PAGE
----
[117th Congress Public Law 124]
[From the U.S. Government Publishing Office]


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Public Law 117-124
117th Congress

                                 An Act

    To direct the Secretary of State to develop a strategy to regain 
  observer status for Taiwan in the World Health Organization, and for 
           other purposes. <<NOTE: May 13, 2022 -  [S. 812]>> 

    Be it enacted by the Senate and House of Representatives of the 
United States of America in Congress assembled,

    (a) Findings.--Congress makes the following findings:
            (1) The World Health Organization (WHO) is a specialized 
        agency of the United Nations, charged with coordinating health 
        efforts within the United Nations system. The World Health 
        Assembly (WHA) is the decision-making body of the WHO, which 
        convenes annually in May to set the policies and priorities of 
        the organization. Statehood is not a requirement for attendance 
        at the WHA, and numerous observers, including non-members and 
        non-governmental organizations, attended the most recent virtual 
        WHA in May 2020.
            (2) Taiwan began seeking to participate in the WHO as an 
        observer in 1997. In 2009, with strong support from successive 
        United States Administrations, Congress, and like-minded WHO 
        Member States, and during a period of improved Cross-Strait 
        relations, Taiwan received an invitation to attend the WHA as an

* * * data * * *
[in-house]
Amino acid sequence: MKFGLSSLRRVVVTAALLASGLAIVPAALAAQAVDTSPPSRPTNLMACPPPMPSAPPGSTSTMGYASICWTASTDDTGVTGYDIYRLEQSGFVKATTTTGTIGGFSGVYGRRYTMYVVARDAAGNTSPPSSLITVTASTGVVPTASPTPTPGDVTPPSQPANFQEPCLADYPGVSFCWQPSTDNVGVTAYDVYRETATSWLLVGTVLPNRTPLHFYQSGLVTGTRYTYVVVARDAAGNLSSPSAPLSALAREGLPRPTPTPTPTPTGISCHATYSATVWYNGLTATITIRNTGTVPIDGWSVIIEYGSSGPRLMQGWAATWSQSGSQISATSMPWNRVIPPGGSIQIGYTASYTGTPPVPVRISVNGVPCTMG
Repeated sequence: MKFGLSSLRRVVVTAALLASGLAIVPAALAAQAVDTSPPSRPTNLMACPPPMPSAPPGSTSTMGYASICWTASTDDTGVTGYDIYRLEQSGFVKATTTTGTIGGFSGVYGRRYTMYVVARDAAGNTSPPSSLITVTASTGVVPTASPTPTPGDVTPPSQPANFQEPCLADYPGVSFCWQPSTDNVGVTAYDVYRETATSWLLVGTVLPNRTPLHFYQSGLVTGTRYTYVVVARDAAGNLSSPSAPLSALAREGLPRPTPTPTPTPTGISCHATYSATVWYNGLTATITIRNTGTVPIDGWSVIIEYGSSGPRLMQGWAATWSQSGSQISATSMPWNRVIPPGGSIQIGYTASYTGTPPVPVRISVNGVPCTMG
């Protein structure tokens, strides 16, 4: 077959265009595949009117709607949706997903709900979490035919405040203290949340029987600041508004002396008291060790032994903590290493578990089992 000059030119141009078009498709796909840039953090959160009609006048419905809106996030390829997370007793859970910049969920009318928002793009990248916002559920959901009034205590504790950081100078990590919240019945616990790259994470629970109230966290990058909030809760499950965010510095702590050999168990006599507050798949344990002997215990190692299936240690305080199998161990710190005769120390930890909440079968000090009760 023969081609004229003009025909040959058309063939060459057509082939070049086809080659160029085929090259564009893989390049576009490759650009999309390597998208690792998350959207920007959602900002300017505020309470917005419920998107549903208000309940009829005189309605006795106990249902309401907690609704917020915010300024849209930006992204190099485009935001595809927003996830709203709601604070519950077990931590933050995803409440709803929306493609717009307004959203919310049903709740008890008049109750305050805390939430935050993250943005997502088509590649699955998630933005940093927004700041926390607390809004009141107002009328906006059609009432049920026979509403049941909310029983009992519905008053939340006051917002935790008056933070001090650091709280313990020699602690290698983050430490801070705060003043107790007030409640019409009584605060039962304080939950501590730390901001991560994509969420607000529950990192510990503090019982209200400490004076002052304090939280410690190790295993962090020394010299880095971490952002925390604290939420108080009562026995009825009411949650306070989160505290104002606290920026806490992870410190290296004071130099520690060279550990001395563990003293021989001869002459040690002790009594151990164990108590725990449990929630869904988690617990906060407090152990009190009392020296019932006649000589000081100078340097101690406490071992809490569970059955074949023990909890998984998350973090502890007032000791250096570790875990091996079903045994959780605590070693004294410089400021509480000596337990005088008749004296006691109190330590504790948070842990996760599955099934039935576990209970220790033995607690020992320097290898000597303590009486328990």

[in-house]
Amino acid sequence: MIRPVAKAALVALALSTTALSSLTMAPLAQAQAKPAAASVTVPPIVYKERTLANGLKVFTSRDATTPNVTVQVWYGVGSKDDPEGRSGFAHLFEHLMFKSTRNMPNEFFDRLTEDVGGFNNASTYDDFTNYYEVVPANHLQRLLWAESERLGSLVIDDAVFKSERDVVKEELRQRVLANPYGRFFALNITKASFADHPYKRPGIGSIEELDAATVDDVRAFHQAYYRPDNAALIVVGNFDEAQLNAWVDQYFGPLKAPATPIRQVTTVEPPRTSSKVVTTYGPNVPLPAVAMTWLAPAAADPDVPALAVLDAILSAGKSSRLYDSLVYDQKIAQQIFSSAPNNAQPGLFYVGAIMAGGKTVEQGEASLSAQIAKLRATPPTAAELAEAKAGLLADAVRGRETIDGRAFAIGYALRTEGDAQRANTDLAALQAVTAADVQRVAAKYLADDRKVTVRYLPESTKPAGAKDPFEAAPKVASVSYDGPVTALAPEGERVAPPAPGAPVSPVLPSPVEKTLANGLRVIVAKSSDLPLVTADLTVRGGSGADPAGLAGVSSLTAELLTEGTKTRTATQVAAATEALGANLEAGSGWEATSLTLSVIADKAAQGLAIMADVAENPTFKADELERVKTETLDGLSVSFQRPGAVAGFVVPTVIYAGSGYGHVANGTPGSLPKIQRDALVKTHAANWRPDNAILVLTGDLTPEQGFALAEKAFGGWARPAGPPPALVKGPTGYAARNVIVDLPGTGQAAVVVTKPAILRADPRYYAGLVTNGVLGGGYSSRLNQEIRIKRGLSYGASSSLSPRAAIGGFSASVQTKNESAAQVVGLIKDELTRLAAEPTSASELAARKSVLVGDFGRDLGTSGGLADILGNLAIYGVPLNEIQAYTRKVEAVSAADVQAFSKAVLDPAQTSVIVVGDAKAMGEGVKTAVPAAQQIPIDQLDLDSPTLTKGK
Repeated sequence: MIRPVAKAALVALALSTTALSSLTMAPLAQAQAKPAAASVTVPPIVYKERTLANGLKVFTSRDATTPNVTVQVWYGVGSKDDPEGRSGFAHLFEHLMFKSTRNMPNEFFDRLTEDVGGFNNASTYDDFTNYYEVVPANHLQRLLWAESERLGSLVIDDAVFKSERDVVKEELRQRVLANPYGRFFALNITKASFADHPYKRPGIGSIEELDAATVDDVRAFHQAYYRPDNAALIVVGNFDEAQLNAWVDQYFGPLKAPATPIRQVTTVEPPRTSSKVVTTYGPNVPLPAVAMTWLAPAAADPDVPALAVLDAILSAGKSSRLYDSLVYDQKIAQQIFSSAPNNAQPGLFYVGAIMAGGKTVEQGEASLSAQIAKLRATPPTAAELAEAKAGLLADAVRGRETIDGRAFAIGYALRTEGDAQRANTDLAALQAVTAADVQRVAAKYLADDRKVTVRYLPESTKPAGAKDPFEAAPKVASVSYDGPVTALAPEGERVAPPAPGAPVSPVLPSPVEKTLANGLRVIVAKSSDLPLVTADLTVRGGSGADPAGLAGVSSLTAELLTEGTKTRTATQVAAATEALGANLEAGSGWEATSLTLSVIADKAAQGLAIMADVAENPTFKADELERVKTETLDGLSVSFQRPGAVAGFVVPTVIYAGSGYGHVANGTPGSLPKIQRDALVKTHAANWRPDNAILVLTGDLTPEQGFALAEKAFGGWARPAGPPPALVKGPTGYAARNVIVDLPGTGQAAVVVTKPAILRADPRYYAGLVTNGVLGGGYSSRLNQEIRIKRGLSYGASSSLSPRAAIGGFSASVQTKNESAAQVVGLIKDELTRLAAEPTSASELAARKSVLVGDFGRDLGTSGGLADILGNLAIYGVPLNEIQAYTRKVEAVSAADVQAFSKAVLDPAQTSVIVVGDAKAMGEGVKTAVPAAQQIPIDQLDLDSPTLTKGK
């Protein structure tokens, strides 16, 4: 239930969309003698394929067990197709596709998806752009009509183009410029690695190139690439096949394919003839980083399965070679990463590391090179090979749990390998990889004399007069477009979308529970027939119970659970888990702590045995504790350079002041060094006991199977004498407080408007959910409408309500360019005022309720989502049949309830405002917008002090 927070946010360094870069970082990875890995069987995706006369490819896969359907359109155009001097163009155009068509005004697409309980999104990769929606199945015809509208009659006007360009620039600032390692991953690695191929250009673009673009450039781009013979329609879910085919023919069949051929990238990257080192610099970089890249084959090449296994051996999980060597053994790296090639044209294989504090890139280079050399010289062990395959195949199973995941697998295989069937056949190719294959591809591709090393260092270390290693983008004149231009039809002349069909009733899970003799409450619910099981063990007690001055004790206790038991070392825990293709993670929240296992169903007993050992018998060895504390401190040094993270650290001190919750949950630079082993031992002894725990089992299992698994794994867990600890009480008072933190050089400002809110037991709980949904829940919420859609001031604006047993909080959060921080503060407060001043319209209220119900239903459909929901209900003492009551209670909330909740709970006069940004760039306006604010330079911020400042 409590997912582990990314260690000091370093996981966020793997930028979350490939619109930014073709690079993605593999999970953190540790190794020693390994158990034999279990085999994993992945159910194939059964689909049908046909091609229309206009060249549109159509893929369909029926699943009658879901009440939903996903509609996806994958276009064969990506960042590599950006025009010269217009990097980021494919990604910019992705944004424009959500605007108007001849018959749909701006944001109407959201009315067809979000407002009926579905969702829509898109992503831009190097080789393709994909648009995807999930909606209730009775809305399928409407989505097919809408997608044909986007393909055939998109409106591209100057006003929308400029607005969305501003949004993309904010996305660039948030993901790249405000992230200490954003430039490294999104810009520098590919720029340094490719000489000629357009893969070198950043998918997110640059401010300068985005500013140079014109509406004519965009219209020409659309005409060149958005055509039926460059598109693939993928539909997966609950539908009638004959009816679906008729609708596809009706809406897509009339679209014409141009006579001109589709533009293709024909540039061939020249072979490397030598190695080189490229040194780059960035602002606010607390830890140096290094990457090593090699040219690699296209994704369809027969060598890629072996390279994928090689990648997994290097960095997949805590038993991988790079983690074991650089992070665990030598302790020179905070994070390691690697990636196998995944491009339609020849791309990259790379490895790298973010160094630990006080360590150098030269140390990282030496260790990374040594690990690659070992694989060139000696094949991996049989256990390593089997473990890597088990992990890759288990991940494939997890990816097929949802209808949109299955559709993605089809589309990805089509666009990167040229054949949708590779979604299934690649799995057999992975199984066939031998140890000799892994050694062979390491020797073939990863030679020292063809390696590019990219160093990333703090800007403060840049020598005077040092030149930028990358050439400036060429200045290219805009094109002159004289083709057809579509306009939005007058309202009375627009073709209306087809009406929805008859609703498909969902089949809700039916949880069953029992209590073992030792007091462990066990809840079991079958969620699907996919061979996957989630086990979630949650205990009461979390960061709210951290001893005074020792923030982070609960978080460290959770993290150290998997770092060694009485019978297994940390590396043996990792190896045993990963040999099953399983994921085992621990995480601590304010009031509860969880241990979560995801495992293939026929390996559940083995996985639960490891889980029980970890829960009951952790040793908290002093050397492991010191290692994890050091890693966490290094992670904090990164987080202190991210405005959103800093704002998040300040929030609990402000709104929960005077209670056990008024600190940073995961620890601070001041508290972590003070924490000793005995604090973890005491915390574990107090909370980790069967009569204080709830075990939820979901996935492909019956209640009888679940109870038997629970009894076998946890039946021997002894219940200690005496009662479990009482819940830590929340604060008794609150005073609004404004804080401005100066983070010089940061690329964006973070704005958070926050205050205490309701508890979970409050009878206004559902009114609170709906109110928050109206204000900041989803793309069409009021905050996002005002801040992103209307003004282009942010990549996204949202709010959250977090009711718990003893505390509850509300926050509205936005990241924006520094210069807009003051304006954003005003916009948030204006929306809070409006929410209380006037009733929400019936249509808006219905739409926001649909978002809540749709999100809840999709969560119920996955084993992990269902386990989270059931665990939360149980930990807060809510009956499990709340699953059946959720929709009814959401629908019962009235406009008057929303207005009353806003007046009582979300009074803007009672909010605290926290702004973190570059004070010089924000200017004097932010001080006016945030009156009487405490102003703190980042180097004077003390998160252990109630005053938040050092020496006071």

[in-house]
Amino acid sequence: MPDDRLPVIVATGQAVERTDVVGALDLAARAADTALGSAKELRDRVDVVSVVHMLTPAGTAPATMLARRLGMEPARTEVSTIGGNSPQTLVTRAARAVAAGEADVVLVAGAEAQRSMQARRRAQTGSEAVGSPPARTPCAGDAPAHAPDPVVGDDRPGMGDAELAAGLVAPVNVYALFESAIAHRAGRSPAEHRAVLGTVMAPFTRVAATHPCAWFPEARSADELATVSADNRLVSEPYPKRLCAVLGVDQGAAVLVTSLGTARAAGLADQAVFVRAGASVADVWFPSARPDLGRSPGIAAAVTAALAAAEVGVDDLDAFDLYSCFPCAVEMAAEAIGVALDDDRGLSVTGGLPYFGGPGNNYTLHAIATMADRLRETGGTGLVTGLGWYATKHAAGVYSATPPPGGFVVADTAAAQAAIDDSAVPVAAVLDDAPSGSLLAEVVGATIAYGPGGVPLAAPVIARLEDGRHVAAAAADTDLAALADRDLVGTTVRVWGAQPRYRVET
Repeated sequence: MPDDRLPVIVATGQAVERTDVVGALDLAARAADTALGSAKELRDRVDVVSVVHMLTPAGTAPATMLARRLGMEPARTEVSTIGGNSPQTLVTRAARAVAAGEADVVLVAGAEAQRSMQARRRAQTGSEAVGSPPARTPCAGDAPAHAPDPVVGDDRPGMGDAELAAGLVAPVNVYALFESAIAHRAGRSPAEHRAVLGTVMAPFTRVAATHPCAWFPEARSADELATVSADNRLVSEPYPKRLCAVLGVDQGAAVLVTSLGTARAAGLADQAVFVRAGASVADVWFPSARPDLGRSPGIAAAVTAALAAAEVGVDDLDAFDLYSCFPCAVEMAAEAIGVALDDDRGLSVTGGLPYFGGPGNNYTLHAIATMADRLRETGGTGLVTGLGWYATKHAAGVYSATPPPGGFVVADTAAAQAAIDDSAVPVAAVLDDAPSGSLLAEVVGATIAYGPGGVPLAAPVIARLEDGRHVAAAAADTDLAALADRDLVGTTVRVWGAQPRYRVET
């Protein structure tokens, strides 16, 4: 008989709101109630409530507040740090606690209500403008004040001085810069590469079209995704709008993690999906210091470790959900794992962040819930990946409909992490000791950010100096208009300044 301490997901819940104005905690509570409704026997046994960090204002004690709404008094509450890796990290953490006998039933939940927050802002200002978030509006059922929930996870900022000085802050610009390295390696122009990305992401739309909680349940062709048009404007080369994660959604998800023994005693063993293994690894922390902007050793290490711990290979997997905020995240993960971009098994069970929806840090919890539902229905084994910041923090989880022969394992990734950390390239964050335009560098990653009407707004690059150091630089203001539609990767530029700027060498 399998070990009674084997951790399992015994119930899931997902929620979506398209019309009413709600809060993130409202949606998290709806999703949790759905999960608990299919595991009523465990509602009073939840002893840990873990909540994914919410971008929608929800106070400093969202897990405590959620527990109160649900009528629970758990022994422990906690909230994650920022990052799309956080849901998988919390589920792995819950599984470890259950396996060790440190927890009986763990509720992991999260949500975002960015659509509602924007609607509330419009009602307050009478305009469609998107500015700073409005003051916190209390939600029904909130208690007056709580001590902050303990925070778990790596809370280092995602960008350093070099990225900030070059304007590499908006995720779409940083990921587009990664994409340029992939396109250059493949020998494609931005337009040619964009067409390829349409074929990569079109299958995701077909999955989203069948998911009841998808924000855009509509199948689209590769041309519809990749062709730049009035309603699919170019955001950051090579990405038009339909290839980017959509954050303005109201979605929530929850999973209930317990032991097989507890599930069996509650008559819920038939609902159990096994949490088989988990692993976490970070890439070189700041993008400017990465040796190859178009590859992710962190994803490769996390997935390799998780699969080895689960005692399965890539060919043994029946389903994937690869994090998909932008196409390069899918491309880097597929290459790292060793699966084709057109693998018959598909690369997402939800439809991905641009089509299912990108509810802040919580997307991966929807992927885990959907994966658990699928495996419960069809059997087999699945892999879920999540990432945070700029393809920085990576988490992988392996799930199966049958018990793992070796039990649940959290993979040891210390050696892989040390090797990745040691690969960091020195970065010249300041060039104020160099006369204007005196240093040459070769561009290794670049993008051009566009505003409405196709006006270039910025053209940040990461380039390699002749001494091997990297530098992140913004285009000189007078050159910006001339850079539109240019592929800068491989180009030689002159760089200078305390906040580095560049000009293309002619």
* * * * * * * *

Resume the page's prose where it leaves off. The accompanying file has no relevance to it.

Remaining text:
observer under the name ``Chinese Taipei''. Taiwan received the 
        same invitation each year until 2016, when following the 
        election of President Tsai-Ing Wen of the Democratic Progressive 
        Party, Taiwan's engagement in the international community began 
        facing increased resistance from the People's Republic of China 
        (PRC). Taiwan's invitation to the 2016 WHA was received late and 
        included new language conditioning Taiwan's participation on the 
        PRC's ``one China principle''. The WHO did not invite Taiwan to 
        attend the WHA as an observer in 2017, 2018, 2019, or 2020.
            (3) Taiwan remains a model contributor to world health, 
        having provided financial and technical assistance to respond to 
        numerous global health challenges. Taiwan has invested over 
        $6,000,000,000 in international medical and humanitarian aid 
        efforts impacting over 80 countries since 1996. In 2014, Taiwan 
        responded to the Ebola crisis by donating $1,000,000 and 
        providing 100,000 sets of personal protective equipment. Through 
        the Global Cooperation and Training Framework, the United States 
        and Taiwan have jointly conducted training programs for experts 
        to combat MERS, Dengue Fever, and Zika. In 2020, after 
        successfully containing the spread of the novel

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        coronavirus within its borders while upholding democratic 
        principles, Taiwan generously donated millions of pieces of 
        personal protective equipment and COVID-19 tests to countries in 
        need. These diseases know no borders, and Taiwan's needless 
        exclusion from global health cooperation increases the dangers 
        presented by global pandemics.
            (4) Taiwan's international engagement has faced increased